A program, on execution may need input from the user via some input device like keyboard, mouse etc., it may also need some output medium (like screen etc.) to display or send some information messages as well as some medium to output error & other fatal information, as such a process opens three I/O connections/channels called standard input, standard output, and standard error.
Standard input (stdin)
Standard input as the name implies is the data that is input to the program. The program opens up this stream and waits to read the data if any sent to stream. As mentioned earlier not all programs require input. For example, the windows command like dir or Unix command like ls program (which displays file names contained in a directory) performs its operation without any stream data input.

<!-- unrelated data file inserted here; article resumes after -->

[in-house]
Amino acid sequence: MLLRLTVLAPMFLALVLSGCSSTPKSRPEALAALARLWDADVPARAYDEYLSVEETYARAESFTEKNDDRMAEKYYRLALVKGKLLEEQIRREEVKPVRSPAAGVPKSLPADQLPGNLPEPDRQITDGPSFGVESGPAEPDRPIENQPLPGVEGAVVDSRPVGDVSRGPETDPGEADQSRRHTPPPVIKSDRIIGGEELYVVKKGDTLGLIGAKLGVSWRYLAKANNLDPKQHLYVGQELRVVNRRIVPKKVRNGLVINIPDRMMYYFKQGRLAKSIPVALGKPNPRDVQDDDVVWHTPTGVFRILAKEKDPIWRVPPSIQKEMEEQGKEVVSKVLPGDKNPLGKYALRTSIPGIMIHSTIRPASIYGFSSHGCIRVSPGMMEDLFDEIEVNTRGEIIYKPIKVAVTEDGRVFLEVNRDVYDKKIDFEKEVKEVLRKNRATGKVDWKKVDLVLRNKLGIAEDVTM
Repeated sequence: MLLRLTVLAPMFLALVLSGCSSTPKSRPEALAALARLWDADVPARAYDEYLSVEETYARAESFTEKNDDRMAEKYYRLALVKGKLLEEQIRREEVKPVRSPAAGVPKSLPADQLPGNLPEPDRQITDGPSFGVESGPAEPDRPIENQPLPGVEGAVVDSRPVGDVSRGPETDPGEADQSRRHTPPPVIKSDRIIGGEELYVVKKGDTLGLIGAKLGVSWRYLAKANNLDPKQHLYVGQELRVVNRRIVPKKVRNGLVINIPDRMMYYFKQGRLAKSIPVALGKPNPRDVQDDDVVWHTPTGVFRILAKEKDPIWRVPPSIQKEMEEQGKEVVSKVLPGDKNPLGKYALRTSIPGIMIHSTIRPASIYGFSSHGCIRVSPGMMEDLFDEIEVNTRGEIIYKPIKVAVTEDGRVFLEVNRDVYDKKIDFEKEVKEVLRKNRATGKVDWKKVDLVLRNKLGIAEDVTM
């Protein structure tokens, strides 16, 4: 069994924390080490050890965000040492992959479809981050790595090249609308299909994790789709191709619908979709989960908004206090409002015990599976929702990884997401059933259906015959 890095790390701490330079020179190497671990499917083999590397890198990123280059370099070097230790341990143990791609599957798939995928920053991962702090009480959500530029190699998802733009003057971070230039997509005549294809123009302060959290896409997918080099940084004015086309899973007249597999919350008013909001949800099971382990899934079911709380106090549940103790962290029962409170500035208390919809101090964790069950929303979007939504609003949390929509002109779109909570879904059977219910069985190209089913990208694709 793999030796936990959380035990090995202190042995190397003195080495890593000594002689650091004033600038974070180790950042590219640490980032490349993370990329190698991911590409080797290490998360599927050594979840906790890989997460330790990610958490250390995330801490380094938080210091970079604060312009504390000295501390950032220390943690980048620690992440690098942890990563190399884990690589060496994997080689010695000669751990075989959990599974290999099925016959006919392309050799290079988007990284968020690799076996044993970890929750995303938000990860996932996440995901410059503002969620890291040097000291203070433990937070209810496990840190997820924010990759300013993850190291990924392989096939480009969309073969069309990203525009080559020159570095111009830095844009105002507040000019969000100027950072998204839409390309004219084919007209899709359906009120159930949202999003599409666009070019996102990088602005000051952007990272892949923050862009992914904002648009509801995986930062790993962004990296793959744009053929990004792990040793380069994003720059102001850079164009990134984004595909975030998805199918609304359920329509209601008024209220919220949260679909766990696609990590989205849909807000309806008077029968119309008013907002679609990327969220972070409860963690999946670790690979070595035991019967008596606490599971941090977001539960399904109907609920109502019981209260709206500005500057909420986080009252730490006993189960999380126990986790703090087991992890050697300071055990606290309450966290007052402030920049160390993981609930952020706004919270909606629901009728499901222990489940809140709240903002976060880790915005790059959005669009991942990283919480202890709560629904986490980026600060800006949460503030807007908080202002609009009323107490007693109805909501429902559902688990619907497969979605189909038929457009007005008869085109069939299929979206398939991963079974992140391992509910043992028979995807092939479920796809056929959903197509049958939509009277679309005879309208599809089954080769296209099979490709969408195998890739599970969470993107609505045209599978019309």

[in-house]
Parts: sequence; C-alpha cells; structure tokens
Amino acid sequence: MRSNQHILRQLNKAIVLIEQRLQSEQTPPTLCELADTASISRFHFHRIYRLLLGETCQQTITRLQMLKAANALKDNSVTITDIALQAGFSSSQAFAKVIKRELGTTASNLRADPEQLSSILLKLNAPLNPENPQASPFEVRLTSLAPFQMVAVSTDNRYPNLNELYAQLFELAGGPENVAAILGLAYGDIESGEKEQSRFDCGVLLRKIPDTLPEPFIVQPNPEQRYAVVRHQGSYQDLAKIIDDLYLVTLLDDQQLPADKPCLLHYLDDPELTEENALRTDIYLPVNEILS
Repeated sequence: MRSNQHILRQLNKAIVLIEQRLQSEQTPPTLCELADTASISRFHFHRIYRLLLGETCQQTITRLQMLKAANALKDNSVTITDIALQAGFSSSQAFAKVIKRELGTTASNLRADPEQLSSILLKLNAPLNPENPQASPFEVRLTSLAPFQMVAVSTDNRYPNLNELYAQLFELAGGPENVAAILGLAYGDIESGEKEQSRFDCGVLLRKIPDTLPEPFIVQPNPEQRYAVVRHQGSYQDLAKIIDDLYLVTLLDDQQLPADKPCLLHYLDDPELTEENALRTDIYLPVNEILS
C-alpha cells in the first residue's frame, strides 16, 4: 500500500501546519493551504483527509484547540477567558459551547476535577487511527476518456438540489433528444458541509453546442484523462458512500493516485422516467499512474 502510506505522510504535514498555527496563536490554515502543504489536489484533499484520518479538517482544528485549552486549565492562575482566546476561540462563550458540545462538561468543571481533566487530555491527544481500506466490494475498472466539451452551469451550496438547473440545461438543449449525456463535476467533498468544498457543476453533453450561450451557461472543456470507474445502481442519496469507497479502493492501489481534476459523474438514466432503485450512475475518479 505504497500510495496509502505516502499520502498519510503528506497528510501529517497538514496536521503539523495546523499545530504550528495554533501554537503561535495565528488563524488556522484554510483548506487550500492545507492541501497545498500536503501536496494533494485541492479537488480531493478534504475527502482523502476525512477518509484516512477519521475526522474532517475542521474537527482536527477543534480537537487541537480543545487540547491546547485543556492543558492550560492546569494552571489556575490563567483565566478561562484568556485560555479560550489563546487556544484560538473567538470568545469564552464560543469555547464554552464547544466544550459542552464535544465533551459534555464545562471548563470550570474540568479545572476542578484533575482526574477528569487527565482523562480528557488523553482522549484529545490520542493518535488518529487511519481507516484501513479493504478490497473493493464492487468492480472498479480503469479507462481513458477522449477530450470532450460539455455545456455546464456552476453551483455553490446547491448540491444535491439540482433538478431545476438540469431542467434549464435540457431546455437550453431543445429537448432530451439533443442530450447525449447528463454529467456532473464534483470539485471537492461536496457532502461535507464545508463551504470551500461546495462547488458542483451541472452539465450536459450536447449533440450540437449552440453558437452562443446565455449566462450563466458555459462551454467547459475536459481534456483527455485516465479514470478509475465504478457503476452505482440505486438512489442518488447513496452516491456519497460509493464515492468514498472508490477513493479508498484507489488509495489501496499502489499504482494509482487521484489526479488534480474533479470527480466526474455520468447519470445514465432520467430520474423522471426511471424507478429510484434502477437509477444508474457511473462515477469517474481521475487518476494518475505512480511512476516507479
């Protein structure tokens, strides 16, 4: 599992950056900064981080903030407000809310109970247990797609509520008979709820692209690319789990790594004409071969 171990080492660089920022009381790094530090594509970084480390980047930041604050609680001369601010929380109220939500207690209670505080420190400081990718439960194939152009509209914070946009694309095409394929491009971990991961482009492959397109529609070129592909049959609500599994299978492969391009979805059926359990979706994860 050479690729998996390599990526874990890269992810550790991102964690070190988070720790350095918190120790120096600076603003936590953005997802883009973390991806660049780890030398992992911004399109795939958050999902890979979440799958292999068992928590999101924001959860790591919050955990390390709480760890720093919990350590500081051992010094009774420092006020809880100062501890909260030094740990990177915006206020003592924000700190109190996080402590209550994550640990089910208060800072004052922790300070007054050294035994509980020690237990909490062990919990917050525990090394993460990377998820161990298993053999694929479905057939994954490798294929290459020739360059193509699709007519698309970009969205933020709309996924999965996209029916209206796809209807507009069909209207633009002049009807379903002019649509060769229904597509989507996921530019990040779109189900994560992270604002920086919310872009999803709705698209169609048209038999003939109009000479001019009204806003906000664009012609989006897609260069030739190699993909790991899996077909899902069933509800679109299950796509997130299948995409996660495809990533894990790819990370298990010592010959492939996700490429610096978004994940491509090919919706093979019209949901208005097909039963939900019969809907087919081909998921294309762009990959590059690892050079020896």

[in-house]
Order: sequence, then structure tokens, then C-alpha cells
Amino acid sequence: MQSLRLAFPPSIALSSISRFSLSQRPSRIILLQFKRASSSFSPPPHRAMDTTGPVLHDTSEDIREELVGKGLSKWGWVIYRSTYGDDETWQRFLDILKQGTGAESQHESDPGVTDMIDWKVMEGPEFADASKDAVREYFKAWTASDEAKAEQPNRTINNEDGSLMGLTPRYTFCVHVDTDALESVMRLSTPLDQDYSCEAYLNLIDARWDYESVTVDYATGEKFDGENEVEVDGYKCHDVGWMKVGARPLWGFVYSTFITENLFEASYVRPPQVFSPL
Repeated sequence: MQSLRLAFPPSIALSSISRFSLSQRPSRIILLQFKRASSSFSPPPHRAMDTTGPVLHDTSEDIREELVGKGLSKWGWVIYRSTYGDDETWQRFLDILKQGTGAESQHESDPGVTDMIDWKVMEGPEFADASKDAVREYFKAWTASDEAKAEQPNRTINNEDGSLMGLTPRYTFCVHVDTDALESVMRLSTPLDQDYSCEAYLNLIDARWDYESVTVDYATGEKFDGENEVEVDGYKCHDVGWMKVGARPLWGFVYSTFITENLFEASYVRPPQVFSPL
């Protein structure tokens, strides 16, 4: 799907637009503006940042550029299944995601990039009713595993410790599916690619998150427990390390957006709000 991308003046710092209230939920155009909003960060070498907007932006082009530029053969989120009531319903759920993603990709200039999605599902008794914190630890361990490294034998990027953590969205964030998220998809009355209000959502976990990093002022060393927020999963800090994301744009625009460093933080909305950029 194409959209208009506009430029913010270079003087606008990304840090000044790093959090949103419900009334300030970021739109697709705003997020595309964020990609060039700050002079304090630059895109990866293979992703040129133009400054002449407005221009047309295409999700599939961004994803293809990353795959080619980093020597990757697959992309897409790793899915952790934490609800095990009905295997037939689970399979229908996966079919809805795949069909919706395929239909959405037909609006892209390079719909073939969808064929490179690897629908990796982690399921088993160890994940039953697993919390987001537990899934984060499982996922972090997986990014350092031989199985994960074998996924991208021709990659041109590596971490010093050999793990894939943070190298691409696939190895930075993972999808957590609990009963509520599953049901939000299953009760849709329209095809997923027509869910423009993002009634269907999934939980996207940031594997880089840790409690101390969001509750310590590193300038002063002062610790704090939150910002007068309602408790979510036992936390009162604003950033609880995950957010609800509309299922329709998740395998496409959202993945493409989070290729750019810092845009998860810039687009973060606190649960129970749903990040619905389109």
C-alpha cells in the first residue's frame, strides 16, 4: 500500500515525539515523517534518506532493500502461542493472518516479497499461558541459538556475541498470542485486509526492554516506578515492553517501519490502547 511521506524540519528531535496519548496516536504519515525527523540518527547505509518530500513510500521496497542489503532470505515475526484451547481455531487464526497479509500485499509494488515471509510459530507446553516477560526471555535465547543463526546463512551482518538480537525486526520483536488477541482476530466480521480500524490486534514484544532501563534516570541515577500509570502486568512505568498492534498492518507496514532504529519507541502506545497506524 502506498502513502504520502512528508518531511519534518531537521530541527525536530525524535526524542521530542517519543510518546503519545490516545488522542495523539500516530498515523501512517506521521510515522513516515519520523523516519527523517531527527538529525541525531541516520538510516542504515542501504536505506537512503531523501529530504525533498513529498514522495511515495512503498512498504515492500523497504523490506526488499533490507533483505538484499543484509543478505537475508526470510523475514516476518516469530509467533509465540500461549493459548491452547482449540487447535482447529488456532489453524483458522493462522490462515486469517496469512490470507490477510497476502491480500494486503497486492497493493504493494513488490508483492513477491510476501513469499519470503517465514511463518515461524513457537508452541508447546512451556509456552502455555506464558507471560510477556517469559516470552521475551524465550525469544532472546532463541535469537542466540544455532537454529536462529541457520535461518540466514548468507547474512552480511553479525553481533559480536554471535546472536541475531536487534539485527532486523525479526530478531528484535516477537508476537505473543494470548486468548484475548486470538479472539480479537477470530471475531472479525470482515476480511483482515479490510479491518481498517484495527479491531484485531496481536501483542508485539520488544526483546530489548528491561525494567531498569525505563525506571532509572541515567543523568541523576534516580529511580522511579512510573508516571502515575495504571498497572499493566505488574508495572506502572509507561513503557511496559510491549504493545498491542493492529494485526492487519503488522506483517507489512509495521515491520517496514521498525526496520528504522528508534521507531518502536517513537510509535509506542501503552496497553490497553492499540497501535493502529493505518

Unless redirected, the input is expected from the text keyboard which started the program.
The file descriptor for standard input is 0 (zero).
Standard output (stdout)
Standard output as the name implies is stream opened by the program to output informational messages. The program writes the data using the write operation. As mentioned earlier just like read, all the programs do not generate output. For example, the file rename command (variously called mv, move, ren) is silent on success.
Unless redirected, standard output is the text terminal which initiated the program.
The file descriptor for standard output is 1 (one).
Standard error (stderr)
The standard error is another output stream typically used by programs to output error messages or diagnostics. This stream independent of standard output and can be redirected separately. The usual destination is the text terminal which started the program.
It is acceptable-and normal-for standard output and standard error to be directed to the same destination, such as the text terminal. Messages appear in the same order as the program writes them unless buffering is involved.
The file descriptor for standard error is 2 (two).